Press Release - Averill's Flathead Lake Lodge

Washington POst/Closer by the dozen in Bigfork, Montana at Averill's Flathead Lake Lodge

Washington POst/Closer by the dozen in Bigfork, Montana
Averill's Flathead Lake Lodge Feb 18 2016

Closer by the dozen in Bigfork, Montana


Dove cousins and new friends watch the weekly rodeo at Averill's Flathead Lodge in Bigfork, Mont. (Carrie Dove Storer)
December 10, 2015
Our readers share tales of their rambles around the world.

Who: Robert and Linda Dove of Kiawah Island, S.C.; Stephen Dove and a son, Jackson, of Arlington, Va.; Nicholas and Carrie Storer and two sons, Tommy and Ned, all of Kensington, Md.; Dan Solomon and Laura Dove and their children, Abigail and Jacob, all of Alexandria, Va.

Where, when, why: The challenge was to plan a family trip for 12 that would be fun for everyone, from 77-year-old Bobby to 12-year-old Tommy, and all those in between. Our requirements: no cooking (an absolute must); interesting and varied activities with lots of opportunities for outdoor ad­ven­ture; a wide selection of other guests for the 12-, 13- and 14-year-olds; and something that would equal or surpass our trip to Alaska last year.

Robert and Linda Dove pose with their grandchildren at Averill's Flathead Lodge. (Carrie Dove Storer)
Kudos to daughter Laura who, after much research, found Averill’s Flathead Lake Lodge, in Bigfork, Mont., just outside of Kalispell and 30 miles from Glacier National Park. The working dude ranch with more than 100 horses and an outstanding farm program is located on Flathead Lake and has many water activities, including water skiing, kayaking and sailing. It promised something for everyone, even those creaky grandparents who weren’t sure they would be doing the morning trail rides. We combined time at the lodge with a side trip to Glacier National Park.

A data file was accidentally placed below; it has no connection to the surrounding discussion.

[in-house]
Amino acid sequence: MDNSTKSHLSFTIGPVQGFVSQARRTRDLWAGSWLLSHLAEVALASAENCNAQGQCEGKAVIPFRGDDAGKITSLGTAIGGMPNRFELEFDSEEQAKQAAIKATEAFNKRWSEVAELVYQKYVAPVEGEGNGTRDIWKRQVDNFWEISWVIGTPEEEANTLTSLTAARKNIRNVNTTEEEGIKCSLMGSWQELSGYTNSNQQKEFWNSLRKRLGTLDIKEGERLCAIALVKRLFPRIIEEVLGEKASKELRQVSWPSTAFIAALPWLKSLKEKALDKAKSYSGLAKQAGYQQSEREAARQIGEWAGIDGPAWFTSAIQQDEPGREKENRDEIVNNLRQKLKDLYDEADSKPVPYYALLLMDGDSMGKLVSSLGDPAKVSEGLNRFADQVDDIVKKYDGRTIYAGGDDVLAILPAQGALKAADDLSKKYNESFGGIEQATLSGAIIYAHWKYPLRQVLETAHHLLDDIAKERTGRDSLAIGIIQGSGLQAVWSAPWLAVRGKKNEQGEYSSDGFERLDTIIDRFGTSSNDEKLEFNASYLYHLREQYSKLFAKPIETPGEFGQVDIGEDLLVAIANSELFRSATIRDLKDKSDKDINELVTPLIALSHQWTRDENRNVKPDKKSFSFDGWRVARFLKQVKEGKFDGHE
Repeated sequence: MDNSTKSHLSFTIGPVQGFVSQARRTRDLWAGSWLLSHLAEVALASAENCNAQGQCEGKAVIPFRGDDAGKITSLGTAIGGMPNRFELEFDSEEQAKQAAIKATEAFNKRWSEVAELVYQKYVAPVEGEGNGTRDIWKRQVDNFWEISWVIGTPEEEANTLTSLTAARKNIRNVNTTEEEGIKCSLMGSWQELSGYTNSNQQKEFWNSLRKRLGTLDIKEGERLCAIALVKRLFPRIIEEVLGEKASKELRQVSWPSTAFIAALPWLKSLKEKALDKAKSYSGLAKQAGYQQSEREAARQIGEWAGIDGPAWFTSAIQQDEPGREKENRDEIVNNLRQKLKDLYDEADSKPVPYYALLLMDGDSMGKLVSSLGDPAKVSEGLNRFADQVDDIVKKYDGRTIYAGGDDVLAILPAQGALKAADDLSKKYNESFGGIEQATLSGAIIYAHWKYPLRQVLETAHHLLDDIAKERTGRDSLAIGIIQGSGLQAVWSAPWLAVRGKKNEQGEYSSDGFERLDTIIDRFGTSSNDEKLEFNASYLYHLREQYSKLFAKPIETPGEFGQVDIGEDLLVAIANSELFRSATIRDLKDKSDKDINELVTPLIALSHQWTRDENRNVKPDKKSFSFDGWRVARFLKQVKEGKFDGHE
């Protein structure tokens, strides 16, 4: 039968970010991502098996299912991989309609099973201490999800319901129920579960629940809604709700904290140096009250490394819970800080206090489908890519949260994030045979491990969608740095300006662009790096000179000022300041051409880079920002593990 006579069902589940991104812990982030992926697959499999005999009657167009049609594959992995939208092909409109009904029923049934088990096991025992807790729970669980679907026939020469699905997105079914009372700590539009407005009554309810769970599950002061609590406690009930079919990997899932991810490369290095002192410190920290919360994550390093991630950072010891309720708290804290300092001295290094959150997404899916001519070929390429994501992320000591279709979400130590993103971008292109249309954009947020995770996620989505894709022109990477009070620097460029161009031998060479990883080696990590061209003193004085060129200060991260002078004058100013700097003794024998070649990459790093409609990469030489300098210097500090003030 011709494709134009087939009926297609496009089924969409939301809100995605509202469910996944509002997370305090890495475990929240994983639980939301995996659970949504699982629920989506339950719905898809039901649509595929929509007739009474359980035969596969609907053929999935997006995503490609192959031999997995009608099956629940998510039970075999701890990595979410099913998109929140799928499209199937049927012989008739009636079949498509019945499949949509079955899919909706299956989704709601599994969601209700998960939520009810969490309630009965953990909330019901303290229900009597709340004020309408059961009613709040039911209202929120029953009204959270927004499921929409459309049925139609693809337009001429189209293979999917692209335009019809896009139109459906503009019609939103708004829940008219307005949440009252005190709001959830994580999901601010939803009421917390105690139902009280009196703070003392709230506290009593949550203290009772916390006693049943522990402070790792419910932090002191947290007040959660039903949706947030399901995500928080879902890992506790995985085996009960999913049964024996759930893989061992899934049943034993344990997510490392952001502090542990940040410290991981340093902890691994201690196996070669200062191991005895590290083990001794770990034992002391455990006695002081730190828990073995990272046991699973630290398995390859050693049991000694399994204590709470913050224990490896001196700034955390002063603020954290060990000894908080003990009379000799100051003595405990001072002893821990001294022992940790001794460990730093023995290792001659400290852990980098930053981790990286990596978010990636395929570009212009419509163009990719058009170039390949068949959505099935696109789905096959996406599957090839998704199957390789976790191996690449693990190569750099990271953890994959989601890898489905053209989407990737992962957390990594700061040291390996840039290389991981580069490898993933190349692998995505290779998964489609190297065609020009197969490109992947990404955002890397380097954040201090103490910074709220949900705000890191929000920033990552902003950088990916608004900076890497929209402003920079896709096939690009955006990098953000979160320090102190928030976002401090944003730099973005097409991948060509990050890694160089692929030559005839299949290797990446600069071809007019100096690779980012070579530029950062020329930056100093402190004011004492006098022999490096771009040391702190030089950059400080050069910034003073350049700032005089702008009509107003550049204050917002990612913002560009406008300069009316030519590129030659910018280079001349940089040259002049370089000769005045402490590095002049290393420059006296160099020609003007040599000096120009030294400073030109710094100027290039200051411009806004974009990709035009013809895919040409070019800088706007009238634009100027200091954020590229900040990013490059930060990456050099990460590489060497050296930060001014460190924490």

Highlights and high points: We all made it a point to visit the lakeshore at some point every morning and every afternoon. Although only some of us made it for sunrise each day, we all came together each afternoon for sunset. Yes, there is life outside of Washington traffic, work deadlines and busy sports schedules. The scenery was lovely, but it was the relaxed conversation that seemed the most spectacular.

Cultural connection or disconnect: We were in Montana at the height of the drought and forest fire season, a record-breaker in 2015. It was eye-opening. On several mornings we rose to discover the ranch shrouded in gray smog, caused by the fires in Glacier Park. It was a stark reminder of how different life is in the West and the power and fickleness of Mother Nature.

Biggest laugh or cry: One of our 12-year-olds seemed to discover girls for the first time during our stay at the ranch. Much teasing among the cousins, but also some special moments when we could begin to see who he would be as he grows into manhood. Grandparent tears.

How unexpected: None of us expected to spend so much time on the water in Western Montana. The lakes are amazing — warm, calm and incredibly beautiful. We also loved the small town of Bigfork, which looks like something out of a Western movie. We were warmly greeted by the residents of this town of 4,000.

Fondest memento or memory: It is not easy to plan a trip for 12 people who have little time for vacations and thus have very strong ideas about what they should be. We spent a lot of time before the trip talking about what we each wanted from our experience. Everyone’s ideas were given equal weight — from the kids to the grandparents. How successful was our adventure? Our time in Montana met everyone’s expectations, above and beyond. This was certainly due in part to the activities and experiences at our lodge, which were amazing. But we all agreed that we had each brought something to the trip that was what made it so meaningful. Now we have to begin working something even better for next year!

To tell us about your own trip, go to www.washingtonpost.com/travel and fill out the What a Trip form with your fondest memories, finest moments and favorite photos.


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